7

In Theravada Buddhism, there are two holidays I can think of that are related to giving: the kathina robe making and the day after the rains is over, called in Thailand devorohana (descending of the lord). Kathina Kathina refers to the frame used to make a robe in the time of the Buddha. After the rains, the monks would gather together cloth they had found ...


7

There are Uposatha days, wherein one makes increased effort at following precepts (either being more conscientious of the five precepts or temporarily adopting the eight). I gather that there is often more deliberate meditation or study as well on these days, in addition to precept following: It is usual for lay people to go to the local monastery and to ...


7

Whatever the monk said on Facebook needs to be looked in context and should not be taken at face value. You will get that context only from that monk and hence I will not comment on what he said. Now coming to Christmas. It is the birth of a great saint Jesus Christ. Now one can surely celebrate the birthday of a saint, who gave the world a message of love, ...


6

If you are concerned about what a monk or another teacher of Buddhism has said, I find it is worth knowing about the wonderful Kalama Sutta from the Anguttara Nikaya. I do not read Pali and so have only read it in English. Here is an excerpt that might help with your question: The Kalamas who were inhabitants of Kesaputta sitting on one side said to ...


5

First of all, in your question, "but pray to the Buddha" is not technically correct, as we cannot "pray" (assuming the meaning of the "pray" as praying to external being ie, god) to Buddha (He is no longer here to listen to the prays). We pay respect to Buddha (, Dhamma and Sanga). However in a way I agree with you that some people actually "pray" to Buddha. ...


4

Directly answering your question: Buddhist texts are more upset at following the wrong sort of Buddhism than for practicing two unrelated religions. Buddhist text tend to suggest that practicing other religions isn't bad per se, but useless as it won't solve the problem of suffering. Now what to do about this day off in December? For awhile I was ...


4

Here in Sri Lanka we have Dansal(alms giving stalls) on poya days. Just like how Anathapindika used to do in Buddha's time. Anyone and everyone can come and take as much as they like. I had free ice-cream on last Poson poya day. Usually they give away food items. But recently some have even started giving away phone reloads.


4

It is probably best to leave other's opinions/beliefs to them unless it is useful to your practice or directly affects your life in some way. Also, it seems like Facebook has done its job. It seems like your identification with Christmas has kicked in. Whatever positive/negative opinion I have about it and express it, it will probably affect you in some ...


2

Celebration of the "Buddhist" New Year varies by both geographic region and ethnicity in the predominantly Buddhist countries of Asia. From http://www.buddhanet.net/festival.htm: Buddhist New Year - In Theravadin countries, Thailand, Burma, Sri Lanka, Cambodia and Lao, the new year is celebrated for three days from the first full moon day in April. ...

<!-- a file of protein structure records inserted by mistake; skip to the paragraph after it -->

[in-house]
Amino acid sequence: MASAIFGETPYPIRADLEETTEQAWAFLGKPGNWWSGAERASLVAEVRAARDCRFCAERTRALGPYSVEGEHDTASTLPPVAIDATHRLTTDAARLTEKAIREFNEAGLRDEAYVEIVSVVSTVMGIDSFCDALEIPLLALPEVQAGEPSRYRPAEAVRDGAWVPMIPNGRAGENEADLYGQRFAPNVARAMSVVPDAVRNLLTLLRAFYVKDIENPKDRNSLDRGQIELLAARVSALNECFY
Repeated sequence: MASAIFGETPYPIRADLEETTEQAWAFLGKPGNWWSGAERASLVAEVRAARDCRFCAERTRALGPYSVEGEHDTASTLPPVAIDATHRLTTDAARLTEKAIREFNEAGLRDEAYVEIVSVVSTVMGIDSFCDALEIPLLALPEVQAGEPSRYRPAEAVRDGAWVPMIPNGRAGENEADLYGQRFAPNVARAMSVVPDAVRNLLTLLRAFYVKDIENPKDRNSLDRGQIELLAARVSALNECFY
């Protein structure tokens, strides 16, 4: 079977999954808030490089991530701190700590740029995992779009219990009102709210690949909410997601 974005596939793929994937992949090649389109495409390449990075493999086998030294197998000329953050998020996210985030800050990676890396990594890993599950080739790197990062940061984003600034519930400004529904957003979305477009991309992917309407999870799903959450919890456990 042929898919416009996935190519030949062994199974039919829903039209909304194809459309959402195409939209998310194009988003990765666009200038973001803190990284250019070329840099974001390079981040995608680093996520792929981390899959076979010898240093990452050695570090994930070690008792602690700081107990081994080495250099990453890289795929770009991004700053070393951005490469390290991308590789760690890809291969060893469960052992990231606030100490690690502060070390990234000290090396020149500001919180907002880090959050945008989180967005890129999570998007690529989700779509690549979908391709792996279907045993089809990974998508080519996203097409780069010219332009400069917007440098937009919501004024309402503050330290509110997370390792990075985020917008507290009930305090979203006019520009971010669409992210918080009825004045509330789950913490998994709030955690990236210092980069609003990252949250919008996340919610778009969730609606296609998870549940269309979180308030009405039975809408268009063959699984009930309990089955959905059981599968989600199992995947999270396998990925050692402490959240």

2

Uposatha day is the day when the vinaya is recited. The vinaya is of course the list of all the rules that monastics follow. In Asia, there are well defined community practices. For example, people go to the local temple that day, or in Mahayana Buddhism, you might fast (i.e. eat vegetarian) that day, or make a stronger effort to follow the five precepts or ...


2

To quote the eminent Rev. Lovejoy - "Santa doesn't leave presents under the Bodhi Tree!" ;-) https://www.getyarn.io/yarn-clip/1dfa24e6-d8cf-48c2-9f6d-2f5eaef9209e Of course it's acceptable! If Buddha isn't merriment, then what good is it?


1

Perhaps it depends on how and why we might celebrate. The Pope himself doesn't seem to be entirely happy with how some people celebrate Christmas, Pope Francis in his Christmas homily denounces materialism (BBC) Homily of His Holiness Pope Francis (Vatican radio) There are at least a couple of comments which I admire from Matthew's answer to the question, &...


1

I've had a look around and I can't see actual Buddhist holidays that follow a Gregorian calendar. They all seem to shift around with lunar cycles. The Thai national calendar is a renumbered Gregorian calendar but the Buddhist festivals within that are lunar However I practice with the Triratna Buddhist community in the UK and we have over a number of years ...


1

Parinirvana day is celebrated in my Sangha (Triratna) and I believe some East Asian Buddhist communities. It's the full moon that is nearest to the time of the Buddha's death or parinirvana. The tradition goes that the Buddha attained enlightenment or nirvana when he was a youngish man (around thirty). He elected to continue as part of the world spreading ...


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